Cleo, the London-based fintech startup that offers an AI-powered chatbot to help you manage your finances, has closed £2 million in further funding, adding to an impressive list of backers that already includes Skype founder Niklas Zennström. The new round is led by LocalGlobe, the seed VC firm founded by father and son duo Robin and Saul Klein, with participation from a number of… Read More

Yelp adds C-section rates and other stats for all baby delivery hospitals in California

See the original posting on TechCrunch

 Having a baby and want to know if your hospital is particularly C-section happy? Yelp aims to make that process a bit easier with the addition of a new maternity care rate feature. Expectant mothers have been able to get similar information about the maternity care of a particular hospital from state websites already but the information is often hard to find. Yelp, which rolled the feature… Read More

Elon Musk shares footage of The Boring Company’s first working car elevator

See the original posting on TechCrunch

 Elon Musk’s Boring Company is getting closer to becoming a reality.
The businessman conceived the idea in December in response to the pain of clogged up roads and traffic jams, and it has begun to take shape thanks to work carried out this summer.
The basic idea is that underground tunnels can transport vehicles from A to B more quickly and efficiently than roads, with no time wasted… Read More

Vicarious gets another $50 million to expand its research team and build smarter robots

See the original posting on TechCrunch

 Elon Musk and Mark Zuckerberg might not be able to agree about much when it comes to AI these days, but the pair do seem to see the same potential in Vicarious, a startup applying unsupervised learning techniques to robots. Musk and Zuckerberg were two of the early backers of Vicarious. The startup announced that it raised an additional $50 million in financing this morning (via… Read More

How to Use ASP.NET Middleware in Web Apps

See the original posting on DZone Python

Middleware is quite simply a bridge between database and application. In the context of ASP.NET Core, middleware is also a bridge between two components. It is middleware that decides how to respond to HTTP requests in ASP.NET Core. ASP.NET app experts are often looking at Middleware to handle requests or to be a bridge.

Middleware also controls how the application looks when there is an error, and it is a key link in authenticating and authorizing users to perform specific actions. In other words, middleware are software components assembled into an application to handle request and response to performing user actions before/after another component is invoked.

Rapidly Prototyping RF Filters

See the original posting on Hackaday

RF filters are really just a handful of strategically placed inductors and capacitors. Yes, you can make a 1 GHz filter out of through-hole components, but the leads on the parts turn into inductors at those frequencies, completely ruining the expected results in a design.

The solution to this is microstrip antennas, or carefully arranged tracks and pads on a PCB. Anyone can build one of these with Eagle or KiCad, but that means waiting for an order from a board house to verify your design. [VK2SEB] has a better idea for prototyping PCB filters: use copper tape on blank …read more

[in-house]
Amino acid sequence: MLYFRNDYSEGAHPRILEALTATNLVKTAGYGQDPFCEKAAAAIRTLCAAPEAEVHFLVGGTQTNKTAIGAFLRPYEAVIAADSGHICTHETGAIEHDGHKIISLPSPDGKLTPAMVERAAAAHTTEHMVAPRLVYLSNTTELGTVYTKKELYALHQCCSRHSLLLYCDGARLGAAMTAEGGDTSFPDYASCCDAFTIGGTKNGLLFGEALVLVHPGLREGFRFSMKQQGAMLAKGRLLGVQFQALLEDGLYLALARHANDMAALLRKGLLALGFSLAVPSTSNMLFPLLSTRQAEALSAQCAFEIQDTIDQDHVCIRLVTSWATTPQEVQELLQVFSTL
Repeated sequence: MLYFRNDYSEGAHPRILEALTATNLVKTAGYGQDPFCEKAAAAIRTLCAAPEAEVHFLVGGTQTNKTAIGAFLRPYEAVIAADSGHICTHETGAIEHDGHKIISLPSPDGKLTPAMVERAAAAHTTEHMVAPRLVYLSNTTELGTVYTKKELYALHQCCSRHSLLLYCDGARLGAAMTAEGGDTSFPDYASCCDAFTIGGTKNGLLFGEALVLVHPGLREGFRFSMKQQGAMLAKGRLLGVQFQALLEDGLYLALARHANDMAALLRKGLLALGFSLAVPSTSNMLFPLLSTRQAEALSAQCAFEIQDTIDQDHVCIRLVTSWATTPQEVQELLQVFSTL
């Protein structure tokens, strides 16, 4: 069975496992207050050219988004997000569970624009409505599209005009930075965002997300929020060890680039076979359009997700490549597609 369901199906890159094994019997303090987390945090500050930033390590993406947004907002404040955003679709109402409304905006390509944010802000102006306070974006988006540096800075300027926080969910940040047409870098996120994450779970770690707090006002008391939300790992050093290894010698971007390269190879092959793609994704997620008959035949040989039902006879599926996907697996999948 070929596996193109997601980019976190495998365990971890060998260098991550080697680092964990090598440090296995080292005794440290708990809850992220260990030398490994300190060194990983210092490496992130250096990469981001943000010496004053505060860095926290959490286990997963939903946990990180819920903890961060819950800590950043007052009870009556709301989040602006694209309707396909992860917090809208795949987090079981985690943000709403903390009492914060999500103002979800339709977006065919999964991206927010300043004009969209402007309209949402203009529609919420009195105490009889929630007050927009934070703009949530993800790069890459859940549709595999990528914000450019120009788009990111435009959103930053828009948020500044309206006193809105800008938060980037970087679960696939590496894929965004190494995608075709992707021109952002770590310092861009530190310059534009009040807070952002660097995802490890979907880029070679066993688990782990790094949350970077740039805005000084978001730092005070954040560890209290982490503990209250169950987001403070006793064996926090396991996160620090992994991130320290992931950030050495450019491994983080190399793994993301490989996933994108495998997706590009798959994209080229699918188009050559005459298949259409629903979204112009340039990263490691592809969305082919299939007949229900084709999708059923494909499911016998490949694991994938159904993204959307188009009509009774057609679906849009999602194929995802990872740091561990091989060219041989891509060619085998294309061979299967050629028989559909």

Momenta raises $46M Series B for its self-driving car software

See the original posting on TechCrunch

 Beijing-based Momenta announced this morning that it raised a $46 million Series B round led by NIO Capital, Sequoia Capital China and Hillhouse Capital. Momenta produces self-driving car software that applies deep learning to mapping, path planning and object recognition problems. Shunwei Capital, Sinovation Ventures, Unity Ventures and Daimler also participated in the round.
Quite a few U.S. Read More

Fail Of The Week: How Not To Use Pushbuttons

See the original posting on Hackaday

If you are a regular at creating printed circuit boards, it is likely that somewhere in your shop there will be a discard pile of boards on which you placed a component in the wrong orientation such that it would not work. It’s easily done, and don’t be shy to admit it if it’s happened to you.

[Bill] was making his own ARM developer board, taking inspiration from the ARM Pro Mini. He produced his PCB design and sent it off to the board house, and in due course received and reflow soldered a batch of beautiful dev boards. On …read more

This facial recognition system tracks how you’re enjoying a movie

See the original posting on TechCrunch

 As moviemaking becomes as much a science as an art, the moviemakers need to ever-better ways to gauge audience reactions. Did they enjoy it? How much… exactly? At minute 42? A system from Caltech and Disney Research uses a facial expression tracking neural network to learn and predict how members of the audience react, perhaps setting the stage for a new generation of Nielsen ratings. Read More

AI Grant aims to fund the unfundable to advance AI and solve hard problems

See the original posting on TechCrunch

 Artificial intelligence-focused investment funds are a dime a dozen these days. Everyone knows there’s money to be made from AI, but to capture value, good VCs know they need to back products and not technologies. This has left a bit of a void in the space. AI Grant aims to bankroll science projects for the heck of it to give untraditional candidates a shot at solving big problems. Read More